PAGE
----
The 2006 Wild Safari Tyrannosaurus Rex: Grrrr! (eat)
The 2006 Wild Safari Tyrannosaurus Rex (Right) marked a departure for
Safari Ltd.s "house-brand" of Dinosaur toys. Their earlier 1996 Tyrannosaurus Rex (Above) had no pretensions of "Museum Quality" as does their Carnegie Collection Tyrannosaurus Rex. It wasn't presented in "natural" colors nor in a definitive scale (the Carnegie Collection, for instance, is generally in 1/40 scale). It was nothing more than a great Dinosaur toy.
In 2005 Safari had introduced a very interesting Juvenile T-Rex, sculpted as covered in feathers and in quite "earthy" colors. (Left) This little guy weighs in at two & one-eighth ounces (2.125 oz, 62 gms), measures about eight inches (8", 20.3 cms) in length and portended things to come.
The first of these (Right) was the all-new Wild Safari Tyrannosaurus Rex adult, in those "natural, earthy" colors we hear so much about. But this one was a more than just a departure in color... it was a whole new style! From its highly detailed teeth (the dentition is individually sculpted) and mouth through the armored ridges on its carefully sculpted head and down its back to the raised spines on its hips and tail (Right) there can be no doubt but that it is meant to be of 'museum quality' and in nearly every way is a superior sculpture to all but the very finest Dinosaur toys made today.
I have found two colored versions so far, both of which match up very well with the 2005 Juvenile T-Rex. These are my original lighter "Chameleon" green (they are nearly the same color as the Chameleons that inhabit our porch and mortally tease our cat) and a much darker, almost midnight green, generously supplied to me by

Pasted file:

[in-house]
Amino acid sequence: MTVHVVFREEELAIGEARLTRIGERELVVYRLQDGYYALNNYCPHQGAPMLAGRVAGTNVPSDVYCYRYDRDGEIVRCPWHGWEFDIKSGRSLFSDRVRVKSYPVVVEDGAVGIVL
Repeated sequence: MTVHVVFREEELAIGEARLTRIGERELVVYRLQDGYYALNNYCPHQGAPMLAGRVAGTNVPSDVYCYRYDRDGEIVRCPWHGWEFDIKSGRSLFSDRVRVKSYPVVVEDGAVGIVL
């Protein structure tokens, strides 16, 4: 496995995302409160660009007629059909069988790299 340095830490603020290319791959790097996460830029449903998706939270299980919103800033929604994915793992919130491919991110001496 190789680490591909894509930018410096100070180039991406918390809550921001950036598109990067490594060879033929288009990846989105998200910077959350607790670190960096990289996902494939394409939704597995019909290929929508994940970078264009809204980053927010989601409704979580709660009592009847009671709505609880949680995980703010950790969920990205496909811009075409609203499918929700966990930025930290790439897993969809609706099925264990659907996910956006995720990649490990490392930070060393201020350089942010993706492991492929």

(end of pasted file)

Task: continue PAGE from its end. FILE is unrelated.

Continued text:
The Spinosaurus Is NOT Extinct, It Has Bounced Back and it is Rubber
I would like to thank Safari Ltd. (opens new window)
Otherwise the feet and legs of the 'darker' Tyrannosaurus are lighter and its underbelly more shaded. The 'lighter' Safari Tyrannosaurus Rex has darker brown feet and lower legs with a lighter belly.
The Safari Tyrannosaurus Rex Likes to Hunt
The Safari Styracosaurus (1998) makes the point that it does not like to be hunted, or eaten for that matter, and means to make that point as sharply as possible. This can be done when the T-Rex is out alone and there are two
Styracosaurus, but it is a whole different kettle of Dino-fish when it is a pack of the newest Safari Tyrannosaurus Rex to contend with and when they have an ambush planned.
(Behind the scenes.)
(A lot goes into planning an ambush.)
"Hey! What a GREAT plan!
(Now, back to our page.)
But baby (Dinosaur toys) are always tender and tasty (Right) and a lot less trouble. Another benefit...no pointy parts.
Of course, being contemporary Tyrannosaurs they like variety and have a hankerin' for lamb chops as well. (And Sheep-Dogs for that matter.)
The beautiful detail work on this Dinosaur toy isn't limited to its head but is found throughout the entire body.